Then there was Cornwall-based writer Winston Graham who created a realistic historical sprawling saga gothic in his ‘Poldark’ series of novels charting the tangled love life of his scarred and tormented mine-owning retired soldier Captain Ross Poldark, who marries the daughter of a miner, loves the wife of his cousin and fights over her with his jumped-up new money business rival George Warleggan. There were murders, rapes and family curses. The BBC adapted the books and the tv series was transmitted between 1975 and 1977.
His novel, ‘Marnie’, was turned in to a twisted, psychological gothic romance Alfred Hitchcock movie starring Tippi Hedren and Sean Connery, a film that would periodically play late at night on the BBC throughout most of my childhood.
Stanley Kubrick’s film of ‘Barry Lyndon’ was a chilly satire of a gothic romance, our hero marrying for money and ending with nothing. The sets, the costumes, the poster, Ryan O’Neal, Marisa Berenson, everything was puzzlingly like those great swashbuckers Richard Chamberlain was making in the 1970s – ‘The Slipper and the Rose’, ‘The Count of Monte Christo’ , ‘The Man In the Iron Mask’ – but the tone was disturbingly wrong. It was intellectually dark and distant – nothing like the 1983 BBC version of ‘Jane Eyre’ or the 1970 film version of ‘Wuthering Heights’ both starring Timothy Dalton, who seemed to be the deepest, most haunted, most aching actor in the world… but still… I could never quite get the theme tune ‘Women of Ireland’ out of my soul.
Much more suitable was the timeslip drama ‘The Two Worlds of Jennie Logan’ starring Lindsey Wagner. Made for American tv in 1979 it was about a wife trying to salvage her failing marriage who finds a dress that transports her back to Victorian times and the loving arms of a more solid and reliable man. Like a lot of 1970s romance it was about trying to be liberated and a modern woman, but also wanting the passion and safety of an old-fashioned relationship. What I remembered was the Laura Ashley style dress that was her passport to the past. Dressing-up and dreaming might lead to meeting a sensational boyfriend like David Bowie in Labyrinth – and not some spotty kid who sits behind you in double maths.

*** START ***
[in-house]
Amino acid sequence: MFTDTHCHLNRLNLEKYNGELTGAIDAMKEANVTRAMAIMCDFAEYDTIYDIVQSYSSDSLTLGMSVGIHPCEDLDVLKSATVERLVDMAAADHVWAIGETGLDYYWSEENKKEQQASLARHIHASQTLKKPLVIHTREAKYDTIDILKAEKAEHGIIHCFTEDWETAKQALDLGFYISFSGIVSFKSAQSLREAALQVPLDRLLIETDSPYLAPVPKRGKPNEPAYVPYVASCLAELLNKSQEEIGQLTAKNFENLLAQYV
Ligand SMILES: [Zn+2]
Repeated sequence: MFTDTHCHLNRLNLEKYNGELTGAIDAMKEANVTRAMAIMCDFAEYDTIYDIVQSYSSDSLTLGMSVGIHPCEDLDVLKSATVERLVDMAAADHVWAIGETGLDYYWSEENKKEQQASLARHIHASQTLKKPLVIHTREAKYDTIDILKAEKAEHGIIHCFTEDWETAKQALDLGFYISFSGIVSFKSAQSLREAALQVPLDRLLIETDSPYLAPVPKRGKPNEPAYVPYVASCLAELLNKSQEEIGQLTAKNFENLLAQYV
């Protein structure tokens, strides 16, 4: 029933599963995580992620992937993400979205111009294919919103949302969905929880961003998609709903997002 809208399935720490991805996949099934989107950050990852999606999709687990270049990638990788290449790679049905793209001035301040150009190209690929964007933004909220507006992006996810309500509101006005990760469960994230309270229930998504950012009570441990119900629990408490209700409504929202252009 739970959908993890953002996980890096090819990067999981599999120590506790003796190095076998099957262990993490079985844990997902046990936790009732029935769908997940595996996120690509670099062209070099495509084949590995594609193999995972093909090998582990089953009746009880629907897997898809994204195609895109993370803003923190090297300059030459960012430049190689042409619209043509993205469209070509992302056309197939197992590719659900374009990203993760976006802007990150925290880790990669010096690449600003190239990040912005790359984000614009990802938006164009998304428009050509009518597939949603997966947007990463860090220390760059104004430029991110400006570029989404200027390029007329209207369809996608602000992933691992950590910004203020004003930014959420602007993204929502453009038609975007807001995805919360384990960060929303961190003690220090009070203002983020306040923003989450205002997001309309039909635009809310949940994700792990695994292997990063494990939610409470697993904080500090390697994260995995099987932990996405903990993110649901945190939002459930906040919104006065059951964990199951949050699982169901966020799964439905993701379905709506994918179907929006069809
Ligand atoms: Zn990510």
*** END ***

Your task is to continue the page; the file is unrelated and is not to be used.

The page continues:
As I got older the heavy gothics briefly gave way to perky sexcom romances – the infamous bonkbusters – like ‘The World Is Full of Married Men’ by Jackie Collins – made into a an amazingly disco showbiz SEX MONEY SCANDAL, career v. love, peacock chair-fest film in 1979. Or ‘Riders’ and ‘Polo’ by Jilly Cooper – HORSES! POSH TOTTY! And ‘Lace’ by Shirley Conran made into a Dynasty-Dallas joy of mini-series in 1984 containing the world’s greatest line ‘Which one of you bitches is my mother’.
Then I got old and phobic about girly romances. Frankly I was too much of a sickly, hopeless geek and romances were promising me things I wasn’t sure I was entitled to even dream about. I moved on to H.G. Wells and Philip K. Dick and forgot all about Gothic till I noticed the rows and rows of sexy vampire stories filling the shelves of every bookshop everywhere.
And it triggered a memory. DOROTHY EDEN!
I searched for Dorothy on the internet and didn’t get much. She was born in New Zealand. She moved to Britain in 1954, she died in 1982. She wrote 43 novels, many of them marketed as Gothic romances or Romantic suspense. To me she is the modern Queen of the genre. I’m not sure why. The heroes are terrible – a hairy Norwegian University lecturer, an uptight bored solicitor, a smirking artist. Even the glamourous settings somehow manage to come across like a wet afternoon in Bognor… in January. But there’s always a tightly plotted little mystery that packs a real punch. The solutions are ingenious and the fates of many characters are starkly tragic. They’re addictive. I wish someone would turn them into ITV style crime dramas or grimly glossy Brit flicks.
Because of Dorothy I will be seeking out more in the Romantic suspense genre, rediscovering some of the lost worlds of my childhood, and dreaming of my potential future.